February 18, 2014


Over the weekend I went hiking with some friends of mine who are fairly new to the area.  We drove west through Bluff, Utah, and several more miles to a road that would take us to the trailhead of a site called the Procession Panel.  This is a somewhat famous rock art panel that is up on a high sandstone uplift called Comb Ridge, named because of its resemblance to a cock’s comb.   Getting up there involves finding the right parking area off of the north/south dirt road that we had turned onto, sliding down a steep embankment, crossing a somewhat muddy creek bed and climbing up the other side.  Then, the trail heads across a sandy and sparsely vegetated area, over an expanse of slickrock, traversing a sloping sandstone surface and into a cut in the ridge that holds enough moisture where some extremely old and large junipers thrive.  After coming out of the area with the junipers, one goes up another steep slope of slickrock, climbs over many loose rocks and voila—the famed petroglyph panel can be found on a vertical rock wall on the right hand side.  All along you are gaining in elevation.  Sounds pretty clear, doesn’t it?  Ha!!!

After some driving up and down the dirt road, we finally found what I thought was the right spot to start the hike.  I had only been there twice before, with the second time 2 years ago, and I had a bit of trouble finding the trailhead.  Nothing out there is marked and one can assume that the BLM wants to keep the many sites hidden from the general public to prevent the rock art from being vandalized. 

The hike started out exactly as described, so not a thought occurred to me that we might be on the wrong trail.  Even after seeing a few stone formations and some rock art that I didn’t recognize as we got closer to the high point of the ridge, I still didn’t think that anything was amiss.  It didn’t hit me that we had hiked the wrong trail until we got to the top, saw the vertical rock wall on the right hand side, but with absolutely no rock art to be seen.  I felt like I had landed in the twilight zone.  I was experiencing a discontinuity. 

As we sat down for a rest and some snacks, I apologized profusely for the screw-up that deprived the others of seeing the notorious rock art.  They didn’t care, as the views were fabulous and the hike was well worth the climb anyway.  An enjoyable time was had by all, even though I was experiencing a brain fart.  To top it off, when we got back to the parking area, I encountered another friend of mine and her husband who were just starting off on their hike.  They also thought that they were at the right trailhead to hike to the Procession Panel!  Was it solar flares or something in the air that day?  Maybe we were all time warping.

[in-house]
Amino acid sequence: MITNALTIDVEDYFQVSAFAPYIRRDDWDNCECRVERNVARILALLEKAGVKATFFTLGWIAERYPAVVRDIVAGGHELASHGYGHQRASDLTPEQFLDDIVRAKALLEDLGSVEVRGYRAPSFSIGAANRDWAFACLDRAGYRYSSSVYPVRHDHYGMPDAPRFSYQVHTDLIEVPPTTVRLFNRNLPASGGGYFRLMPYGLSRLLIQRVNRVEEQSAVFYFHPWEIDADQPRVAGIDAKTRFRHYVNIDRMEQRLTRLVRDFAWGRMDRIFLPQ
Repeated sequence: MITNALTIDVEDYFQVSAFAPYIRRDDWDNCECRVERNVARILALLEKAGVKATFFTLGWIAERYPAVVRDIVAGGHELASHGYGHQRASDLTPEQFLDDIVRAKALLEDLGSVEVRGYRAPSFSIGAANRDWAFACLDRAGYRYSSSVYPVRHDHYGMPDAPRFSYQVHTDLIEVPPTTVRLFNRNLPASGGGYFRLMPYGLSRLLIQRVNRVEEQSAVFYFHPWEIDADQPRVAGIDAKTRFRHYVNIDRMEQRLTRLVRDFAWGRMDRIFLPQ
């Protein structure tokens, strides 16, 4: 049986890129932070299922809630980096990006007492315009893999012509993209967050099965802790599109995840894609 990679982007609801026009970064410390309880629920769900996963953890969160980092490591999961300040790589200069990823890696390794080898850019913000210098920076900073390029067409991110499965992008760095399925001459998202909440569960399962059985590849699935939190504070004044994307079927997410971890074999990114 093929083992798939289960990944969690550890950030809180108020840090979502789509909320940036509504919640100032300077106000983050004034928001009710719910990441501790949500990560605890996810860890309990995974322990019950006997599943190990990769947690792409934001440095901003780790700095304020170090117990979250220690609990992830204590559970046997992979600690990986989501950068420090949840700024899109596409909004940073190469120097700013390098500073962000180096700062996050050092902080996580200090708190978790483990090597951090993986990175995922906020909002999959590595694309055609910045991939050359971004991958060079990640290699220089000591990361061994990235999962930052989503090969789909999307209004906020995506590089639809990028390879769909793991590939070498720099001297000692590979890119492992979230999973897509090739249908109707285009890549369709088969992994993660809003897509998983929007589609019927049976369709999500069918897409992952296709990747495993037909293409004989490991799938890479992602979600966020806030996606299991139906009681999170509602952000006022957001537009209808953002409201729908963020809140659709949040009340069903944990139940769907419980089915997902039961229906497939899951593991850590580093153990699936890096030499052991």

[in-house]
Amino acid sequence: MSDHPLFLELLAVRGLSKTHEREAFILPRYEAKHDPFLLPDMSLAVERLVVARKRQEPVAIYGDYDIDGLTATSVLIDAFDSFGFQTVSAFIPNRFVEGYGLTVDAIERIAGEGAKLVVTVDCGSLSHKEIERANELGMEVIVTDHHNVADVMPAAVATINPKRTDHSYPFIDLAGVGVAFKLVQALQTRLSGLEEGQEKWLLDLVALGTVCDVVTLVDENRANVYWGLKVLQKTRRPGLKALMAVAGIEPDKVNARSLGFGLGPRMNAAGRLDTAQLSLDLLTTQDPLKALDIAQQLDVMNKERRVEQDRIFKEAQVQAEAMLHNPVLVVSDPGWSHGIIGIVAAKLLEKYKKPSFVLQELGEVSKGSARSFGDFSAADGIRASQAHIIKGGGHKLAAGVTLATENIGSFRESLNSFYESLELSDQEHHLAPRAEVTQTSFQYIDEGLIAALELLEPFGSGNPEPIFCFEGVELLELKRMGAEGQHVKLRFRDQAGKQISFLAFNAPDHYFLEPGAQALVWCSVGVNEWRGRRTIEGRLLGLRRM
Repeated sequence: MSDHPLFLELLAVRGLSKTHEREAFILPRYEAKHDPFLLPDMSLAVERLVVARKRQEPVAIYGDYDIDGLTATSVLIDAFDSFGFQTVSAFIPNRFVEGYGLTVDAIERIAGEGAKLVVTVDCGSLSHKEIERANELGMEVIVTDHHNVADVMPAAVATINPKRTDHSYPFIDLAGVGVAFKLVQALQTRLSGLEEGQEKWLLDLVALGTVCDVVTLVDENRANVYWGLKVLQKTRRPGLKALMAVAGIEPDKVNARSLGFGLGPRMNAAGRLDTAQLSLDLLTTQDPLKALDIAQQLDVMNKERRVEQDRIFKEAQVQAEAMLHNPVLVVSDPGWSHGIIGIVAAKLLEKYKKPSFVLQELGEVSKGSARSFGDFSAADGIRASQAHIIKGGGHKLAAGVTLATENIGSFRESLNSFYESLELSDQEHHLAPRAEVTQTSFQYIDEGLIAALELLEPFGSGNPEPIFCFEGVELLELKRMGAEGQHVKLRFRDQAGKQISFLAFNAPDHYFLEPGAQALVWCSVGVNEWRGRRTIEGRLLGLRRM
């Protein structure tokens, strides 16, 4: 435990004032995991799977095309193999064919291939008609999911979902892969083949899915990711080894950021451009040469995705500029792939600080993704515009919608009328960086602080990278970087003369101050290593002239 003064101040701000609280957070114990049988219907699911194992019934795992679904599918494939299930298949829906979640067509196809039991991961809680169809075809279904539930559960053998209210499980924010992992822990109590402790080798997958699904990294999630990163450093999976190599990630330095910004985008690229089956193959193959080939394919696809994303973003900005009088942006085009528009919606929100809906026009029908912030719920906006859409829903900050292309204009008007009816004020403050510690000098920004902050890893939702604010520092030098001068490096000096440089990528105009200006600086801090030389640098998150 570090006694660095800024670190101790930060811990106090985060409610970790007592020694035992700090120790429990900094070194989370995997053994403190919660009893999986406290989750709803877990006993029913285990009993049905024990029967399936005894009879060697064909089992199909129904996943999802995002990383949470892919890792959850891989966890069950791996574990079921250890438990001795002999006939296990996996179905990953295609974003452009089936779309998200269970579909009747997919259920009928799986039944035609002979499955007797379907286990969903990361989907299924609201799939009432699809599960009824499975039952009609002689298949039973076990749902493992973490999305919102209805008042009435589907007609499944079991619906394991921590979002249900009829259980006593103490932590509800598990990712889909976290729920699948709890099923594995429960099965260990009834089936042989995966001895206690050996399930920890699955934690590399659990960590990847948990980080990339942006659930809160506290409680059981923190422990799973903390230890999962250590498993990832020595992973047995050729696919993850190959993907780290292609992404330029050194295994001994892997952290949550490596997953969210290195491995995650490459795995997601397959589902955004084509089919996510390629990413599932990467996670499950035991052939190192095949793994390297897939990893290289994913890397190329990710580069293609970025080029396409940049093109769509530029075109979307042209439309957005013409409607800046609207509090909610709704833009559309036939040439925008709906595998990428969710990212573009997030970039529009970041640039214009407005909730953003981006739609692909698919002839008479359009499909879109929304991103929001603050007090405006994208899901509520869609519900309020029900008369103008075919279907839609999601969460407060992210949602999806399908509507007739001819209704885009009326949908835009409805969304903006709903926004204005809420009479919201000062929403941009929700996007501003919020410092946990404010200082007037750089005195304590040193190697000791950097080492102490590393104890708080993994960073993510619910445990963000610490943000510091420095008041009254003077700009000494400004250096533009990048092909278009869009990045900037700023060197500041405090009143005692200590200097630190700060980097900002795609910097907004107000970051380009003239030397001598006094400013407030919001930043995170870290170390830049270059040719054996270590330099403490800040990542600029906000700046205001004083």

When something so weird happens, I always like to take the event as a lesson to be figured out and made use of.  For me, this is a prime example of when the rational left brain can override the input from the intuitive right brain, thus creating the discontinuity and resulting confusion in thought patterns.   When this happens, one can become very ungrounded and easily manipulated, even programmed by unwanted external input.  The possibilities for controlling masses of people are endless and I am sure that there are many technologies developed that will do this. 

It took some time for me to get the fuzz out of my brain.  As I sat near the top of the ridge, I noticed that the next visible rock wall to the north across a gulley looked like where we should have ended up.  Still not sure at that point, but after getting home and checking some previous photos, I was correct.  We were so close.  Probably just one parking area away.  Also, as we went back down the trail, I noticed things that my right brain had been alerting me to, but that the left brain overrode because it assumed that we were on the right trail.  There were some unusually big tree trunks that we had to climb over, an area with a lot of very pointy rocks sticking up out of the sandstone that looked new to me, and a bit of rock art that I even mentioned not seeing before.  I was getting the signals and ignoring them.  Big lesson.

So what to do to avoid something like this happening?  My feeling is that the right brain intuitive nature will never steer you wrong if you are fully connected to your guidance and intuition.  The left brain likes to jump in there and twist things.  We do need it to help analyze and assess information and situations, but it cannot be allowed to be our master.  When you find yourself rationalizing yourself out of any situation, you’re in trouble.  Go with your guts instead.  Luckily, our outing was a fine adventure for everyone.  We even stopped to see a different and easily accessible rock art panel on our way home.  The lesson here?  Don’t ignore signals and guidance.  Use the rational brain to assess what is going on, but then go back to your guidance to determine any course of action. 

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